For some reason, I just have a hard time getting my mind around that.  But that’s the only mechanism I can figure that would result in Delta killing off Alpha.  The implication is that the same people who got infected with Delta, would have gotten infected with Alpha, if Delta hadn’t been around?  Some of those Delta cases have to be cases that would otherwise have been Alpha.

I have a real point here, I think.  In South Africa, there were almost no existing cases of COVID-19 in circulation.  The net growth in new cases was more-or-less the growth rate of Omicron.  In Great Britain, they already have a heavy case load of Delta cases.  In Great Britain, the net growth of cases is the growth rate of Omicron, less the disappearance rate of Delta. 

My gut tells me that’s why cases aren’t skyrocketing in Great Britain yet.  Not the way they did in South Africa.  It’s not because Omicron is less infectious in Great Britain.  It’s because some of the growth of Omicron comes at the expense of Delta.  So the net growth rate isn’t the native rate of spread of Omicron.  It’s that, less the rate of shrinkage of what would otherwise be Delta cases.

Net new case growth rate = Omicron growth rate – Delta disappearance rate.

In South Africa, that second term was zero.  In Great Britain, where the country is saturated with Delta cases now, it’s large.  If anyone has explained this point in the popular press before, it has escaped my notice.  But I think it makes sense.  It may even be true.

For the U.S., in the middle of a weak winter wave, the same should hold true, but to a lesser degree than in Great Britain, where they were already having a particularly bad Delta wave.   Especially in those states that appear to be saturated with Delta cases already.  It there really is just some finite pool of “targets for infection”, and Omicron grows in large part by eating Delta’s market share, then the net increase in cases we will see won’t be like South Africa.  It’ll be more like Great Britain.  It’ll be the faster growth rate of Omicron, less the disappearance rate of Delta.

So, yes, Omicron is spreading like wildfire in Great Britain.  But that isn’t translating into a vertical spike in cases yet.  Because, so far, much of what Omicron appears to be doing is displacing what would otherwise have been new Delta cases.  Or, at least, that’s my explanation of it.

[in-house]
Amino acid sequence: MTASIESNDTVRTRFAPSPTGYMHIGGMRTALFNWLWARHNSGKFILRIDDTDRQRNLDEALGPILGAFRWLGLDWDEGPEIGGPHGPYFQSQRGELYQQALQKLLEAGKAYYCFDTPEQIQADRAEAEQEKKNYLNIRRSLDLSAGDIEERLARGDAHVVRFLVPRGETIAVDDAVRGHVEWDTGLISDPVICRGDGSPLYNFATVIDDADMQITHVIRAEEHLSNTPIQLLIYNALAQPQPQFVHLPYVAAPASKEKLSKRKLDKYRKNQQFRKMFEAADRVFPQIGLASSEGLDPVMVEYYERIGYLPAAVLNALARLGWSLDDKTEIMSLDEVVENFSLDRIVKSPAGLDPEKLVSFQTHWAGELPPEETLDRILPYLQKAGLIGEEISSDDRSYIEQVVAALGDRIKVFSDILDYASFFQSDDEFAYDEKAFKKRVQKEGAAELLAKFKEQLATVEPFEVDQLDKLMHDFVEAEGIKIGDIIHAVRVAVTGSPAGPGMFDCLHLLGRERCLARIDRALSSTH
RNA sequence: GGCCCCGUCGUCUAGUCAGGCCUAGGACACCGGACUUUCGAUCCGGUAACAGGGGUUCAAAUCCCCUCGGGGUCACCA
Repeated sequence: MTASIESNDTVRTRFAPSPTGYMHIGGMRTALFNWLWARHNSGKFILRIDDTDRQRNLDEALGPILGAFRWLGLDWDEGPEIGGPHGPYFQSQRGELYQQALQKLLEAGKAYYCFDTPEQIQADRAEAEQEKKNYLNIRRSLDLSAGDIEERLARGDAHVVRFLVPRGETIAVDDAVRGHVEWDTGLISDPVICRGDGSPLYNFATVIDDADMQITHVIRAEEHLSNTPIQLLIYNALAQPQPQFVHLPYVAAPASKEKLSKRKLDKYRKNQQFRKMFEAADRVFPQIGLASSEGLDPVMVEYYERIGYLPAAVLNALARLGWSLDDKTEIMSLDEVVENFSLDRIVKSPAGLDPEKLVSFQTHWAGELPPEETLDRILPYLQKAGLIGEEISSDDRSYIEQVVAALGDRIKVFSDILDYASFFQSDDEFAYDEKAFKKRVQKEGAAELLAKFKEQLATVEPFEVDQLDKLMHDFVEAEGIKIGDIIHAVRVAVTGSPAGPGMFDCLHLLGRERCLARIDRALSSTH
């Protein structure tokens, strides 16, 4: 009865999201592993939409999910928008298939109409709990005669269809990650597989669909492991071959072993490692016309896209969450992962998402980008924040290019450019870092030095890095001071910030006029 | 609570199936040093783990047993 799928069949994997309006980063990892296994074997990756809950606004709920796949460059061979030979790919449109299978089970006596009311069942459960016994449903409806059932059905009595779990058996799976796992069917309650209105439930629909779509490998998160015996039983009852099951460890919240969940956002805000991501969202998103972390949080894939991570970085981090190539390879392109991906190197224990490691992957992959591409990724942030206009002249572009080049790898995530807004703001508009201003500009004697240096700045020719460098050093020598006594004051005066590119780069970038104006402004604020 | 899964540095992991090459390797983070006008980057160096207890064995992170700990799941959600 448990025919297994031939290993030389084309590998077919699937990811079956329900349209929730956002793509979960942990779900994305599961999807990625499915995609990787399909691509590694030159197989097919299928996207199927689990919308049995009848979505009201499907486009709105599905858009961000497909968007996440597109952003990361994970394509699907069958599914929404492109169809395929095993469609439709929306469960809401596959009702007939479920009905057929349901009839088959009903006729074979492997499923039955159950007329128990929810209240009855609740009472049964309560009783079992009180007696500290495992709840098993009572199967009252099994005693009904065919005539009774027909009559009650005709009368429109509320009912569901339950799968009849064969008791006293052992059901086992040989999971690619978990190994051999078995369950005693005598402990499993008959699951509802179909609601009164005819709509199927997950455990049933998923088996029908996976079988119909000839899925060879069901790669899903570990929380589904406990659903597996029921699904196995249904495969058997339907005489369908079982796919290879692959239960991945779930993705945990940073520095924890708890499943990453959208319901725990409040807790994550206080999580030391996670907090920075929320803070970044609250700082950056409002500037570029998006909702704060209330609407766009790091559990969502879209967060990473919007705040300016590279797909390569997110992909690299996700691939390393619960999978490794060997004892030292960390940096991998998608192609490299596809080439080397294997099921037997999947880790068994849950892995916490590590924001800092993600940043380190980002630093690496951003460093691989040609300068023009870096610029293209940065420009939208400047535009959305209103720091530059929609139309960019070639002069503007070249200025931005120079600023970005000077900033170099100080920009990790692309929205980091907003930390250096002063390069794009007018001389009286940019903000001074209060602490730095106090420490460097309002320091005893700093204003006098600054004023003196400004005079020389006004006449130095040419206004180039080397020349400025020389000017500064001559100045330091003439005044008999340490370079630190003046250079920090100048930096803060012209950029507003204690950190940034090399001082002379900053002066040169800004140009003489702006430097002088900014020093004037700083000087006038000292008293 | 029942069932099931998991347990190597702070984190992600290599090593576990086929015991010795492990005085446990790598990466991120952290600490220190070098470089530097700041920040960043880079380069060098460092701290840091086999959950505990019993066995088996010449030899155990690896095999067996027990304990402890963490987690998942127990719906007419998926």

So far, Omicron has around one-fifth of the historical hospitalization rate of Delta in Great Britain.

The other little tidbit from Great Britain is the extremely low hospitalization rate for Omicron, relative to the historical rate for Delta.

Per this reporting:

“The UK has so far reported 3,137 cases of the Omicron variant, though the true number is likely to be higher. Javid said “about 10 people” are in hospital with the new variant. Overall, the country’s seven-day rolling average of Covid-19 cases has surpassed 50,000 a day.”

“In hospital” isn’t the same as “ever were admitted to the hospital”, but it’s close enough.  My math tells me that 10/3137 = 0.3% case hospitalization rate, so far, for Omicron.

How does that compare to Delta?

As of 12/1/2021, Great Britain was admitting about 800 patients per day for COVID-19, per government sources.  At that same time, they had about 48,000 new cases per day (same source).  Or a 1.7 percent current case hospitalization rate for Delta.

From which I conclude, with all the usual caveats, that so far, in Great Britain, Omicron has about one-fifth of the case hospitalization rate of Delta. 

Given how scant the data are, I’d say that’s in the same ballpark as my one-tenth estimate from a couple of postings back.

No matter how you slice it, it’s a lot lower.  Materially lower. 

We’ll get final proof of that Great Britain extends these graph further into the Omicron era.  (Currently they end on 12/7/2021).  Both are from the government of the U.K. 

The top graph is new cases of COVID-19.  The bottom graph is new hospital admissions for COVID-19.  If I’m right, the bottom one is going to fall as the top one rises.  As Omicron displaces Delta, if it’s true that the case hospitalization rate for Omicron really is something like one-fifth that of Delta, it will be completely and totally obvious from this graph.  Once Great Britain updates it.